Of course, I want to believe my novel is one of those “good works.” Then again, I am spending long hours in conversation with imaginary friends.

While doing research for my novel (actually, I call it intel gathering given my subject), I stumbled on an essay, “Why I Write,” by George Orwell of Nineteen Eighty-Four fame (and himself an obsessive rewriter). He identified four grand motives, and like taking an enneagram test, I situated myself within historical impulse (a desire to find the truth) with an aesthetic enthusiasm wing. What I have come to realize is that fiction or nonfiction, I always write to learn, and I learn enough to write, and then some. And it is commonplace, but I believe it’s true that how you tell your story is as important as the content of the story itself.

Now truth is, composing this essay was a bit of respite, like taking a deep breath. In case you haven’t noticed, it’s a blend of my earlier and new writing. I needed a moment to reflect on what I’m learning in all this, take stock of where I am, and laugh to myself at my foibles. There are things I wish I’d known earlier. I might have avoided a few mistakes. But I find some encouragement in the words of author and poet Maya Angelou: “Forgive yourself for not knowing what you didn’t know before you learned it.”

Is it dispiriting? Plodding along, hoping the next pitch might be the one that turns the key? Sometimes. But when I enter this fictional realm of my own creation, it’s like the world stops, but I keep going. I’ve always known writing to be hard and demanding, but to borrow a line from Jerry Maguire, I have to say, “You complete me.” That simple. And I do not take for granted, not for one minute, how fortunate I am, able to do something I’m enjoying so much.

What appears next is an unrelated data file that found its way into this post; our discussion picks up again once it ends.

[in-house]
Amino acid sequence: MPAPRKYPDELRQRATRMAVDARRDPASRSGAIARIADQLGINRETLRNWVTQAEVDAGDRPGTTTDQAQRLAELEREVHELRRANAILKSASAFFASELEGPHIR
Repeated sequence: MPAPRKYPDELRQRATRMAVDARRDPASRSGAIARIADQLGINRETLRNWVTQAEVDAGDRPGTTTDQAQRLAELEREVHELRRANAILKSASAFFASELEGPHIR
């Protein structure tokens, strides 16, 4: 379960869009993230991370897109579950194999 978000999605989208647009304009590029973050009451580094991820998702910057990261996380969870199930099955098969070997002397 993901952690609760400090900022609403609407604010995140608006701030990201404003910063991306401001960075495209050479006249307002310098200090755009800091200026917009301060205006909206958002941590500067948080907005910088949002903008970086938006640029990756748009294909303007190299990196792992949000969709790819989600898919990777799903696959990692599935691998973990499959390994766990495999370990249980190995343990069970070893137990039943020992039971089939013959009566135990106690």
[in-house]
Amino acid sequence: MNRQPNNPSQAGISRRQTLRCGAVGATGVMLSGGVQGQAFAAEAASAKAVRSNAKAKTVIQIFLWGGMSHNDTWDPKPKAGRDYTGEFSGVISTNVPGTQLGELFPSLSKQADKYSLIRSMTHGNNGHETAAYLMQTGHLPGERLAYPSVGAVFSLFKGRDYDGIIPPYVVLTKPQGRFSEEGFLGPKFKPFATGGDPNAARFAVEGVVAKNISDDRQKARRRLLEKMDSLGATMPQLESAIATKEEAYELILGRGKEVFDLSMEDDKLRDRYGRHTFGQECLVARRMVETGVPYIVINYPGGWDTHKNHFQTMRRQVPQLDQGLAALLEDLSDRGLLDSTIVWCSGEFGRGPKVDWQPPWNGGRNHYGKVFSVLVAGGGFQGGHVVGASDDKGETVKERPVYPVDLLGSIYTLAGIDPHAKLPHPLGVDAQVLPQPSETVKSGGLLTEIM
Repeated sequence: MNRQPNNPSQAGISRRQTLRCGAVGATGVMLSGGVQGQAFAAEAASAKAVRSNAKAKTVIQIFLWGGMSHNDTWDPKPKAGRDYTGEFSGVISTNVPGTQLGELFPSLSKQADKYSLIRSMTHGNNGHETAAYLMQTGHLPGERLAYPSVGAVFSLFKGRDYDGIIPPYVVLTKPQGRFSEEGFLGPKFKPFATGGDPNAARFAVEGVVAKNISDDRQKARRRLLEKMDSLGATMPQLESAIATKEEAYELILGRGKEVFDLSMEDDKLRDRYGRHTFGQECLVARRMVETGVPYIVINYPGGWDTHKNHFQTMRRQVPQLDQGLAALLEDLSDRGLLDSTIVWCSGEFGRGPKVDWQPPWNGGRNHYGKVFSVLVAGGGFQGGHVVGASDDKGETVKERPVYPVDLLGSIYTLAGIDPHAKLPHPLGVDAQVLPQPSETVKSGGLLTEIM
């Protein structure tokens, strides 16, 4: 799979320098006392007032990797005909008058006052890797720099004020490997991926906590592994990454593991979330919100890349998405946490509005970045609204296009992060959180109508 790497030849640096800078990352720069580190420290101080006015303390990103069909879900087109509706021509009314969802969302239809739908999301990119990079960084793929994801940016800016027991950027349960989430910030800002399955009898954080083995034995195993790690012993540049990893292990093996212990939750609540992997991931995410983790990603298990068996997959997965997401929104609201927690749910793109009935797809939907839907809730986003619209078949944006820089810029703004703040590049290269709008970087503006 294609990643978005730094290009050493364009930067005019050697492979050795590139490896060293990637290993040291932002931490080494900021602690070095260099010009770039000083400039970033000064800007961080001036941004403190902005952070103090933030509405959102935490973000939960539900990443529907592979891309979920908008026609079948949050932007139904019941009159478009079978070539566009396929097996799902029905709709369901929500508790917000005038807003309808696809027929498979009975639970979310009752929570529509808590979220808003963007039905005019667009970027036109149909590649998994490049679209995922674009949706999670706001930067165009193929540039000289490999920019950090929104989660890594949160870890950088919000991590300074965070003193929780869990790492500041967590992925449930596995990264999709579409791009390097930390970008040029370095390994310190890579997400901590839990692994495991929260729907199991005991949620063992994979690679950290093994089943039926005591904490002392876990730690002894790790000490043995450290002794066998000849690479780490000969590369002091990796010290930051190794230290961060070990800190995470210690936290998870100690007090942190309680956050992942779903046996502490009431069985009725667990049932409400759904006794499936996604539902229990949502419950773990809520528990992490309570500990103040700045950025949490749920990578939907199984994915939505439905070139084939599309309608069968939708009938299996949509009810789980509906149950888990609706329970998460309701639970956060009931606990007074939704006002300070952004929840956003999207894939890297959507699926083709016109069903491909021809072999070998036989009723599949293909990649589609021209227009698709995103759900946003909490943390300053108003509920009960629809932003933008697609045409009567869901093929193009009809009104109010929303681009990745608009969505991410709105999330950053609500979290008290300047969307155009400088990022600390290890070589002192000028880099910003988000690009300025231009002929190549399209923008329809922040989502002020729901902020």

Now, at one point someone said, you’re having so much fun at it, isn’t that good enough?

Are you kidding? No way! Get thee behind me Satan!

An agent who was stepping aside, left with this parting remark: “Rest assured, we feel your writing is stellar and you have a fascinating story. I believe you’ll find the right representative and publisher for the book.” Well, that makes it sound like I’m in the ballpark, at least I think so, and that came before my midstream revision.

Meantime, over email, I’ve gotten to know one of the co-coordinators of the Writing Day Workshops – big Cincinnati Bengals fan – and I’m signed up to pitch to agents at an upcoming virtual event.

Hope springs eternal, right?

William D. Romanowski

William D. Romanowski is Professor Emeritus, Communication, Calvin University. He is the author of Reforming Hollywood: How Protestants Fought for Freedom at the Movies, an Oxford University Press book that was supported by a grant from the National Endowment for the Humanities and won the Religious Communication Book of the Year Award.  


  • Great stuff, Bill. Very cool to learn about this new journey In your case, I’ll read the book and not wait for the movie👍

  • Kathy says:

    If I had checked to see how long your post was, I would never have started reading it this morning. Busy day ahead. But you hooked me in right away and I kept reading, and kept reading, and kept reading. You are an engaging writer! And I’m not remotely interested in writing a novel. So there is that. Looking forward to the afterward of this story. (I’m 73 and have yet to read JK Rowling!)

  • Henry Baron says:

    As Kathy observed, you write most engagingly – I was interrupted a few times after I started reading your nonfiction about the adventure of writing fiction, but eager to return each time.
    Looking forward to a sequel of the publication of a must-read novel.